A Case for Promoting Empathy in Schools

Empathy is the little-known giant. Empathy is naturally hardwired into our brain and when harnessed, plays a crucial role in innovation, changemaking, and solving systemic problems. The textbook definition of empathy is “the ability to understand what someone is feeling,” but when put into practice, empathy means so much more: it means being able to grasp the many sides of today’s complex problems and the capacity to collaborate with others to solve them; it means being as good at listening to the ideas of others as articulating your own; it means being able to lead a team one day, and participate as a team member the next. Empathy enables ethical action, decision making and problem solving.

We hear a lot about grit, determination and perseverance. But those are all about ‘me,’ the individual. Empathy means looking up from your desk, looking around you at others, and taking ownership for the community you are in — whether it’s a classroom, a neighborhood, a country or a planet.

Can empathy really be taught?

We prefer the term “caught,” as Ashoka Fellow Mary Gordon would say. Empathy is not something to be learned in a 45-minute lecture on the subject: it’s something all of us are born with, but it, like any other skill, demands practice.

~~~ EQUIP STUDENTS ~~~

Empathy helps us understand and treat one another better, but it’s also a key currency in a world defined by connectivity and change. Empathy doesn’t just mean treating others better — it means doing better.

In a world of increasing proximity and complexity, how well we do — whether in the classroom or the boardroom — will depend on how well we forge and navigate relationships. If we can empathize then we can communicate, collaborate, and lead. We can solve problems — for ourselves and for each other. No matter who we are or what we do.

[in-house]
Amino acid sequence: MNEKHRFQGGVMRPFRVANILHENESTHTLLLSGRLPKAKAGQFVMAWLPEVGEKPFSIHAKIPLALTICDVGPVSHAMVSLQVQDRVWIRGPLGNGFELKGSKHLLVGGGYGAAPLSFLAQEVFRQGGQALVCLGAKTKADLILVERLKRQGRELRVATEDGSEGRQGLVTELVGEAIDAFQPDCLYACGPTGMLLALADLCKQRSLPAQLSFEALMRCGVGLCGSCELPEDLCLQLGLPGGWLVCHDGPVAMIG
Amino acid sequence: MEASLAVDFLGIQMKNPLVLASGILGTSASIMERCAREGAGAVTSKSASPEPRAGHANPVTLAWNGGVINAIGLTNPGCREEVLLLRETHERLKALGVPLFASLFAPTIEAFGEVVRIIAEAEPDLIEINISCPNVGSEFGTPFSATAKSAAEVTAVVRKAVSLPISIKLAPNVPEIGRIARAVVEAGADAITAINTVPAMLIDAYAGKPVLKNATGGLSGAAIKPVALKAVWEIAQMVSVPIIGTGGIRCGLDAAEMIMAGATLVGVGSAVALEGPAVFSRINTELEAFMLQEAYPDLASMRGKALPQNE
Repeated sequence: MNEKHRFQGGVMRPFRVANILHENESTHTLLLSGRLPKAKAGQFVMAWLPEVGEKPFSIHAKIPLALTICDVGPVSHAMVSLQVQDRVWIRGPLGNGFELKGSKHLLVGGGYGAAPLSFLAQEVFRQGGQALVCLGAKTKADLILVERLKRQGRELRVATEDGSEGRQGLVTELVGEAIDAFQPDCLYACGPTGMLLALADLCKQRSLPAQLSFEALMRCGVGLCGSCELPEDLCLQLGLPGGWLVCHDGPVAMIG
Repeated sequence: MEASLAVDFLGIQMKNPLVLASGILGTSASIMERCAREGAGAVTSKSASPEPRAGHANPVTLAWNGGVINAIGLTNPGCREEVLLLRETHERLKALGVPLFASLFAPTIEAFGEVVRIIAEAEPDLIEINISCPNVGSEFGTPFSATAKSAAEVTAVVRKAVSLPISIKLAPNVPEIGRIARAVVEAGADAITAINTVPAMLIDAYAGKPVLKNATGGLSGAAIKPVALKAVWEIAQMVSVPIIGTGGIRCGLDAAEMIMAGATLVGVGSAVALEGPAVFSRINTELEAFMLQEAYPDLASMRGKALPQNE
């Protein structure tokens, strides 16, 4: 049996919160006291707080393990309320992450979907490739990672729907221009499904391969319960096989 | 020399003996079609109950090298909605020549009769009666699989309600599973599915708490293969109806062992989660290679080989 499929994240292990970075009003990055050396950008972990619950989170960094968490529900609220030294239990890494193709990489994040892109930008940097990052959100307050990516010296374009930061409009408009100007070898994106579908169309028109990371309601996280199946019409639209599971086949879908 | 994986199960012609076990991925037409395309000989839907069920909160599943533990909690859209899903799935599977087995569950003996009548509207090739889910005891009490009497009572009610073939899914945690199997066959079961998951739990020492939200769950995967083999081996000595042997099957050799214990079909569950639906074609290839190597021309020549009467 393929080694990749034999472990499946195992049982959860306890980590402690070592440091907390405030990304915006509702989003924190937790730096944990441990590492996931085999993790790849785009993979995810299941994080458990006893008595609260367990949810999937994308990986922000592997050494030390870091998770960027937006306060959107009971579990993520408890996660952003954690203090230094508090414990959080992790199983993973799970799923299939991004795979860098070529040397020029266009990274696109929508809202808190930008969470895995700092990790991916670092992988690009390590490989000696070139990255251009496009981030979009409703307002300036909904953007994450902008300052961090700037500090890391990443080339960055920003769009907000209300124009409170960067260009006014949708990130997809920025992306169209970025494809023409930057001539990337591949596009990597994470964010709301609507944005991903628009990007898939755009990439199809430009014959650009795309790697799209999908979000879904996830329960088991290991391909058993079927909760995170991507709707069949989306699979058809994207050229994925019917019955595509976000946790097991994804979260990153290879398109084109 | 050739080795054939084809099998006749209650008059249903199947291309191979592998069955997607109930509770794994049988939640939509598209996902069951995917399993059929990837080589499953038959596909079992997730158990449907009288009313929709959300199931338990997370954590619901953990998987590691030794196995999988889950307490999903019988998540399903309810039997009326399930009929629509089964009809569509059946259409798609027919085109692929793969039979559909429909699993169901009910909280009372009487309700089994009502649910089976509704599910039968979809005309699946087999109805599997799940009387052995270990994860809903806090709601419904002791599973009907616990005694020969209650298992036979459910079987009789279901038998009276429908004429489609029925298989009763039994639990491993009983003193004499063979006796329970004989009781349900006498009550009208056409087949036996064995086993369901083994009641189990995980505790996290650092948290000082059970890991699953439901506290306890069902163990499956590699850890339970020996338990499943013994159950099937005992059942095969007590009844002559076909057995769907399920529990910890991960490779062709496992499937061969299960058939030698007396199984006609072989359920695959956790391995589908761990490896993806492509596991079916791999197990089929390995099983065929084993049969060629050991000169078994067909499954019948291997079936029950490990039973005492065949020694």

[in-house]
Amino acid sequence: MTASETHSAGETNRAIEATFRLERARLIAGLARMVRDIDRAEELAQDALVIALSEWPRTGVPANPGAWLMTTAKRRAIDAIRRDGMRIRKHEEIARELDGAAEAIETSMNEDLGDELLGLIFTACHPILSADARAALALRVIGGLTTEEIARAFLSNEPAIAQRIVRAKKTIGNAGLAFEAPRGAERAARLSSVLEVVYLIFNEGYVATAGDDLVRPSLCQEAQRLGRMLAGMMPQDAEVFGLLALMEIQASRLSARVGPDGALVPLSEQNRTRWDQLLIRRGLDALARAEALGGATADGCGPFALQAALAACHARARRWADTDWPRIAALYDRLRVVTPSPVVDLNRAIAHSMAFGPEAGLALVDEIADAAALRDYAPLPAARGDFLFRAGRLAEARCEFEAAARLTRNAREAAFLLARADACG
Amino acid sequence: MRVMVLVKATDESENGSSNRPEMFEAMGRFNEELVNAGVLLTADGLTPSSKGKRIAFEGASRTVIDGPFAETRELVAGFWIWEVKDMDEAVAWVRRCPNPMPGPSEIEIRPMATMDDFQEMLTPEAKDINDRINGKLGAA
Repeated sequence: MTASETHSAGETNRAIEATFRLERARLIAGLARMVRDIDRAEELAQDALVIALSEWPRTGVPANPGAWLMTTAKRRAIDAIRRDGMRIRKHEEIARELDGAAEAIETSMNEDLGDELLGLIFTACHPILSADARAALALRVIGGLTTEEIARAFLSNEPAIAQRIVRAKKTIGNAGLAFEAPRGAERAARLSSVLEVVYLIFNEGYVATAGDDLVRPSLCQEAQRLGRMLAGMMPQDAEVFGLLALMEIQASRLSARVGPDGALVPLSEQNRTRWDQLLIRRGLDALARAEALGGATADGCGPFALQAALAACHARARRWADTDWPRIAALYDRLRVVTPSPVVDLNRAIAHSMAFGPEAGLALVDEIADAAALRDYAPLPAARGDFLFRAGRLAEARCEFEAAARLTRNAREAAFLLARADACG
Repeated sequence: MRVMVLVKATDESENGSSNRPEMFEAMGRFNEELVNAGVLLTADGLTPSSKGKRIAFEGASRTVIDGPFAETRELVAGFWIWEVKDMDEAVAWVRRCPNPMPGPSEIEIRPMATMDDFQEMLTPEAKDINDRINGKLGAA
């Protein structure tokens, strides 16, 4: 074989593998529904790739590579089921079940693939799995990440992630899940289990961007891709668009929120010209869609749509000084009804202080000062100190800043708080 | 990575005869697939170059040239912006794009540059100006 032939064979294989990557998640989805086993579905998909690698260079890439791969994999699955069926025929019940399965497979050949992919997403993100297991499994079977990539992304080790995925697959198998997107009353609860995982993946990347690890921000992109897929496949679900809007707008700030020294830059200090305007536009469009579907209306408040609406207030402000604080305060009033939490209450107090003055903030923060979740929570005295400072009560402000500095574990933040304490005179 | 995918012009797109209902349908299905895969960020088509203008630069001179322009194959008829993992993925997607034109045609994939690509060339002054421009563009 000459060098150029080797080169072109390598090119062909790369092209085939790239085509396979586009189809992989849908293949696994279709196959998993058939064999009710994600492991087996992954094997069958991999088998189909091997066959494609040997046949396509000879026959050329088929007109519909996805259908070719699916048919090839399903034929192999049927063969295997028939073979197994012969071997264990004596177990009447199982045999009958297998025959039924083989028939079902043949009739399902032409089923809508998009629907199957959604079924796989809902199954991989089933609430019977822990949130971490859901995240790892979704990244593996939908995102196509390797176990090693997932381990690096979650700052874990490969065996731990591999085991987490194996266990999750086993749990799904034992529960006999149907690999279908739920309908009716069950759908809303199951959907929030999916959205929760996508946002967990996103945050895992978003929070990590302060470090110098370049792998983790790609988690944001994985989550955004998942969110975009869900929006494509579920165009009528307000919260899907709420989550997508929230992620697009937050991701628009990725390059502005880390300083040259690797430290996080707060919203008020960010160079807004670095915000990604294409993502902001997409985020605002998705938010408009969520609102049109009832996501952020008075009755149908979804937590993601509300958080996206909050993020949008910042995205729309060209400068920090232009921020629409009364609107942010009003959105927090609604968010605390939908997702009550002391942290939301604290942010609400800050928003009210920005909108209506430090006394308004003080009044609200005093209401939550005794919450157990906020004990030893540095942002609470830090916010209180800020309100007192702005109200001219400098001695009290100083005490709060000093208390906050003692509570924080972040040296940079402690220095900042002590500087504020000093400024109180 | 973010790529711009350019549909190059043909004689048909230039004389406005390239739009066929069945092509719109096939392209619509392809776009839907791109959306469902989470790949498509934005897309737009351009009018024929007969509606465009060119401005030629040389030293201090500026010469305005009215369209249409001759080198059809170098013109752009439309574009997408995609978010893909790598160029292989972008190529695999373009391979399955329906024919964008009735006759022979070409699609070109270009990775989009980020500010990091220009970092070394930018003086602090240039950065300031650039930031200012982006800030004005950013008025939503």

1. Advanced Skill Building

The world of repetition — of mastering a task or trade and doing it over and over — is being replaced by one of rapid change. New rules, new openness, and new connectivity require different sets of skills just to keep up, let alone thrive. The rate of turnover within the list of Fortune 500 companies has accelerated each decade since the 1950s.

“Today, knowledge is ubiquitous, constantly changing, growing exponentially…Today, knowledge is free. It’s like air, it’s like water…There’s no competitive advantage today in knowing more than the person next to you…What the world cares about is what you can do with what you know.” ~ Tony Wagner, author of Creating Innovators

2. Adaptability in the Workforce

Already, leaders in a wide variety of fields — from business to journalism, medicine, robotics engineering, and technology development — cite the critical role that empathy plays in their employees’ and their business’ success. The ability to collaborate was cited as the number one most important skill to succeed in the workplace by the 1,700 CEOs surveyed in IBM’s 2012 Global Chief Executive Officer Study. Communicative and creative were #2 and #3 (source: